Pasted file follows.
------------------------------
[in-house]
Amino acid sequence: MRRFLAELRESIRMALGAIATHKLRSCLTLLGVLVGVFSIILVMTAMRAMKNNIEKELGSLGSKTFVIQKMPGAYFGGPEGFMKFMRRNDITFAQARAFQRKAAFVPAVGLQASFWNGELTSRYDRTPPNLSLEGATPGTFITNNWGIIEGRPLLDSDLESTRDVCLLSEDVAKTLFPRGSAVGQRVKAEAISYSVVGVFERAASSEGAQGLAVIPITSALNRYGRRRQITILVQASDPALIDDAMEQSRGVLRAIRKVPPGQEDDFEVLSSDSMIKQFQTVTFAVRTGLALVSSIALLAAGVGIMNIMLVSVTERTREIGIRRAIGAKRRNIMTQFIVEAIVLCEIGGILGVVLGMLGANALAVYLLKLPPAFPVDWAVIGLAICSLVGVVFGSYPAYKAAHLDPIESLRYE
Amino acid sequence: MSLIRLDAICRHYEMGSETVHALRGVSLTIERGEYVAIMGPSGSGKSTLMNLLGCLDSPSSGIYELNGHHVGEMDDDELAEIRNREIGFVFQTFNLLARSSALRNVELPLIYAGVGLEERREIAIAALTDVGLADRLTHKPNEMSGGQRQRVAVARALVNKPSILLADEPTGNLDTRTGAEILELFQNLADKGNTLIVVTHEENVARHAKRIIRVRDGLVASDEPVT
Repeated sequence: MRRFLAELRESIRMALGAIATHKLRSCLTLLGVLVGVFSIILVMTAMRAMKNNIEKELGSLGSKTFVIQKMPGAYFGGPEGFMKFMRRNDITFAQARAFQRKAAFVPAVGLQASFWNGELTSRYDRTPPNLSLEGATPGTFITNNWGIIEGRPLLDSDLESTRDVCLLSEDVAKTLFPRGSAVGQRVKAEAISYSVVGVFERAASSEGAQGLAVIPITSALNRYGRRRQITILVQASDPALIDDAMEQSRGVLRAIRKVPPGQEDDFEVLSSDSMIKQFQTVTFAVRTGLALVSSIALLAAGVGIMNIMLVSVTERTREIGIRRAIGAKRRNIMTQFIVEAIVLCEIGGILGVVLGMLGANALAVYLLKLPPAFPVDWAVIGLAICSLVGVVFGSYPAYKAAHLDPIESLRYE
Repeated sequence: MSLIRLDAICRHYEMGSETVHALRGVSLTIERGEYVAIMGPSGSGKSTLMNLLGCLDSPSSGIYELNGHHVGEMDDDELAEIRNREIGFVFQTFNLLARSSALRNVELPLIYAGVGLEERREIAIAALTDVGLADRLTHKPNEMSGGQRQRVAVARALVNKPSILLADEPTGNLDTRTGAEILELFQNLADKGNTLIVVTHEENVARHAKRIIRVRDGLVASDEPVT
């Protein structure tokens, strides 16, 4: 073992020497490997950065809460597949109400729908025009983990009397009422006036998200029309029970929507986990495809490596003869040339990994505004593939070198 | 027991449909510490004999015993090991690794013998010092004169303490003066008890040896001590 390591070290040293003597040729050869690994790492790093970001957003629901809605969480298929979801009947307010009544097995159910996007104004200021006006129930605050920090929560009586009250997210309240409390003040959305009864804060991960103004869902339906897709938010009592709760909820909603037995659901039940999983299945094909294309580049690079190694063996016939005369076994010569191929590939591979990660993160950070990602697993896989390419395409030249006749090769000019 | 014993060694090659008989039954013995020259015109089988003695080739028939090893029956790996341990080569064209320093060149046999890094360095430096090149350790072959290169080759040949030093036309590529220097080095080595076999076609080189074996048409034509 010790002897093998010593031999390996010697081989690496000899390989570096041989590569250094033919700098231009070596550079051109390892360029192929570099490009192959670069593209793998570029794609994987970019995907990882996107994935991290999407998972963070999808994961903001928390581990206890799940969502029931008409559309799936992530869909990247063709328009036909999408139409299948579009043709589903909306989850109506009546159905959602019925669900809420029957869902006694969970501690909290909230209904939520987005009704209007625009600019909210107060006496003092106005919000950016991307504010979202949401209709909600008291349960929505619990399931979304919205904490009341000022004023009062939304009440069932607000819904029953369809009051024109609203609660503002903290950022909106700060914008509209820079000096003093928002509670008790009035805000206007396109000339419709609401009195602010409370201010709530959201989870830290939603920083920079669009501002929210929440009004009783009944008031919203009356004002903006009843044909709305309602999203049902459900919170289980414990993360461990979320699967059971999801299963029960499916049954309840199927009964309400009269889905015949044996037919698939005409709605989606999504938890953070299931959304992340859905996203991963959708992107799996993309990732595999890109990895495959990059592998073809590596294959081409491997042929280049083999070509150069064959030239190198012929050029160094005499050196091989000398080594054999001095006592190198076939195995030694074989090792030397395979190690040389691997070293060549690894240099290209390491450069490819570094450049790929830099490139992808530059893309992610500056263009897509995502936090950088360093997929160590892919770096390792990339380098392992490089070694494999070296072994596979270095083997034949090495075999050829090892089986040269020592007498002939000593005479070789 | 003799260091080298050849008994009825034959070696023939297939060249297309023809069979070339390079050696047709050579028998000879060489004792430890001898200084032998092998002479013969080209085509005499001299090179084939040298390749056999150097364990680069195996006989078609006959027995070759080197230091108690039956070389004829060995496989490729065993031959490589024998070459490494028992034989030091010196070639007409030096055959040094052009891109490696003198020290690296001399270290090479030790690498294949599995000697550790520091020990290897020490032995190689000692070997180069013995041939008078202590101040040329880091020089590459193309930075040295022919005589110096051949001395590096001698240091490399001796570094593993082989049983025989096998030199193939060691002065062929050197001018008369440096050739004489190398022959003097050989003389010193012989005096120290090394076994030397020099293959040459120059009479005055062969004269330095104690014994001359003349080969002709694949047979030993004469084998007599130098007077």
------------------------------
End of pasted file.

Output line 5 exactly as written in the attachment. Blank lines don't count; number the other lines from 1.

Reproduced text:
Repeated sequence: MSLIRLDAICRHYEMGSETVHALRGVSLTIERGEYVAIMGPSGSGKSTLMNLLGCLDSPSSGIYELNGHHVGEMDDDELAEIRNREIGFVFQTFNLLARSSALRNVELPLIYAGVGLEERREIAIAALTDVGLADRLTHKPNEMSGGQRQRVAVARALVNKPSILLADEPTGNLDTRTGAEILELFQNLADKGNTLIVVTHEENVARHAKRIIRVRDGLVASDEPVT